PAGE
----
Reference : Vulnerability Prediction Models: A case study on the Linux Kernel
Scientific congresses, symposiums and conference proceedings : Paper published in a book
Engineering, computing & technology : Computer science
Security, Reliability and Trust
http://hdl.handle.net/10993/28259
Vulnerability Prediction Models: A case study on the Linux Kernel
English
Jimenez, Matthieu mailto [University of Luxembourg > Interdisciplinary Centre for Security, Reliability and Trust (SNT) > >]
Papadakis, Mike mailto [University of Luxembourg > Faculty of Science, Technology and Communication (FSTC) > Computer Science and Communications Research Unit (CSC) >]
Le Traon, Yves mailto [University of Luxembourg > Faculty of Science, Technology and Communication (FSTC) > Computer Science and Communications Research Unit (CSC) >]
Oct-2016
16th IEEE International Working Conference on Source Code Analysis and Manipulation, SCAM 2016, Raleigh, US, October 2-3, 2016
Yes
No
International
16th IEEE International Working Conference on Source Code Analysis and Manipulation
from 02-10-2016 to 03-10-2016
[en] Vulnerability Prediction Model ; Replication ; Linux Kernel
[en] To assist the vulnerability identification process, researchers proposed prediction models that highlight (for inspection) the most likely to be vulnerable parts of a system. In this paper we aim at making a reliable replication and comparison of the main vulnerability prediction models. Thus, we seek for determining their effectiveness, i.e., their ability to distinguish between vulnerable and non-vulnerable components, in the context of the Linux Kernel, under different scenarios. To achieve the above-mentioned aims, we mined vulnerabilities reported in the National Vulnerability Database and created a large dataset with all vulnerable components of Linux from 2005 to 2016. Based on this, we then built and evaluated the prediction models. We observe that an approach based on the header files included and on function calls performs best when aiming at future vulnerabilities, while text mining is the best technique when aiming at random instances. We also found that models based on code metrics perform poorly. We show that in the context of the Linux kernel, vulnerability prediction models can be superior to random selection and relatively precise. Thus, we conclude that practitioners have a valuable tool for prioritizing their security inspection efforts.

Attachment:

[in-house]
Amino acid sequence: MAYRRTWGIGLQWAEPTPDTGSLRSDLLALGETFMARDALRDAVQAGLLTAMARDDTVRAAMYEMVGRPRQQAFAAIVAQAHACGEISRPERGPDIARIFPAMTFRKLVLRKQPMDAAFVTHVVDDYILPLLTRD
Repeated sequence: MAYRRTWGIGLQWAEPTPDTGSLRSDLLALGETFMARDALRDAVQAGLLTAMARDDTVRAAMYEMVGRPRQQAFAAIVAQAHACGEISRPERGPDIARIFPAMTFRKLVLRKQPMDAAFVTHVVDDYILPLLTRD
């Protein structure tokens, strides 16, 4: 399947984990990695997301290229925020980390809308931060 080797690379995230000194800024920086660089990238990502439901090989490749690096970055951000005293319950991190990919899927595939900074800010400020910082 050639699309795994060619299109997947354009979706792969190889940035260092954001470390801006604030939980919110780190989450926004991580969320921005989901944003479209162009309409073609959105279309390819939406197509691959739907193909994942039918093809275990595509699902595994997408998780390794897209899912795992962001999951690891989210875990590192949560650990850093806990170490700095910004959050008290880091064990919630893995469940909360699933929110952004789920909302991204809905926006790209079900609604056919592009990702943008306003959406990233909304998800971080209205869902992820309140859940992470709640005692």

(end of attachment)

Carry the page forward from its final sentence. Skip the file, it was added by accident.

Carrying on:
University of Luxembourg: High Performance Computing - ULHPC
http://hdl.handle.net/10993/28259
10.1109/SCAM.2016.15

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